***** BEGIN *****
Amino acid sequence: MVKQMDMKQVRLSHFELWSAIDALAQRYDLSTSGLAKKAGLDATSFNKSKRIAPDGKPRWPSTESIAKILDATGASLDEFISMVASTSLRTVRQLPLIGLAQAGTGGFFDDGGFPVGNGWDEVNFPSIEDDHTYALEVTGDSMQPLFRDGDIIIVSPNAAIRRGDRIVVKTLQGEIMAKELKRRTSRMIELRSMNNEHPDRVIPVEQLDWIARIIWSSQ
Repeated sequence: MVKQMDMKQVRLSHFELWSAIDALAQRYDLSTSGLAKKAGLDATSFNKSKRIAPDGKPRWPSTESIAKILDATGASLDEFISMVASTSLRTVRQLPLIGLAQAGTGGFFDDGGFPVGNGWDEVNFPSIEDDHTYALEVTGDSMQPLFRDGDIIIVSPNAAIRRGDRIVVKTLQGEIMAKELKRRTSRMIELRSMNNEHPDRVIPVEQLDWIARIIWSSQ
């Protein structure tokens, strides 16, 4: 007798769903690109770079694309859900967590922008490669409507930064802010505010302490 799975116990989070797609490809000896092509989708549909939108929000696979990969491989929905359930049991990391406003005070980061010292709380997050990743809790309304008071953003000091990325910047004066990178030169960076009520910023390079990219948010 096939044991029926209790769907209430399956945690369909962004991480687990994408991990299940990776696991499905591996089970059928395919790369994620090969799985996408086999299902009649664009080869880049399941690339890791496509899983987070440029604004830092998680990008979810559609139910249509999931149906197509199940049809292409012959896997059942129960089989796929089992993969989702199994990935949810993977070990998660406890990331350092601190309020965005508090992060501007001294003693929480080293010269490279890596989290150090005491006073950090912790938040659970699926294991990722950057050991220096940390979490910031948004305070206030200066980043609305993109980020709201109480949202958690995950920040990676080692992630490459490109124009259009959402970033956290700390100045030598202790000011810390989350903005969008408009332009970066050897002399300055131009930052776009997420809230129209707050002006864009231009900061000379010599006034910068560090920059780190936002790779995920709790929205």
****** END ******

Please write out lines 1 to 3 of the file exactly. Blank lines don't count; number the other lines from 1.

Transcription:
Amino acid sequence: MVKQMDMKQVRLSHFELWSAIDALAQRYDLSTSGLAKKAGLDATSFNKSKRIAPDGKPRWPSTESIAKILDATGASLDEFISMVASTSLRTVRQLPLIGLAQAGTGGFFDDGGFPVGNGWDEVNFPSIEDDHTYALEVTGDSMQPLFRDGDIIIVSPNAAIRRGDRIVVKTLQGEIMAKELKRRTSRMIELRSMNNEHPDRVIPVEQLDWIARIIWSSQ
Repeated sequence: MVKQMDMKQVRLSHFELWSAIDALAQRYDLSTSGLAKKAGLDATSFNKSKRIAPDGKPRWPSTESIAKILDATGASLDEFISMVASTSLRTVRQLPLIGLAQAGTGGFFDDGGFPVGNGWDEVNFPSIEDDHTYALEVTGDSMQPLFRDGDIIIVSPNAAIRRGDRIVVKTLQGEIMAKELKRRTSRMIELRSMNNEHPDRVIPVEQLDWIARIIWSSQ
């Protein structure tokens, strides 16, 4: 007798769903690109770079694309859900967590922008490669409507930064802010505010302490 799975116990989070797609490809000896092509989708549909939108929000696979990969491989929905359930049991990391406003005070980061010292709380997050990743809790309304008071953003000091990325910047004066990178030169960076009520910023390079990219948010 096939044991029926209790769907209430399956945690369909962004991480687990994408991990299940990776696991499905591996089970059928395919790369994620090969799985996408086999299902009649664009080869880049399941690339890791496509899983987070440029604004830092998680990008979810559609139910249509999931149906197509199940049809292409012959896997059942129960089989796929089992993969989702199994990935949810993977070990998660406890990331350092601190309020965005508090992060501007001294003693929480080293010269490279890596989290150090005491006073950090912790938040659970699926294991990722950057050991220096940390979490910031948004305070206030200066980043609305993109980020709201109480949202958690995950920040990676080692992630490459490109124009259009959402970033956290700390100045030598202790000011810390989350903005969008408009332009970066050897002399300055131009930052776009997420809230129209707050002006864009231009900061000379010599006034910068560090920059780190936002790779995920709790929205």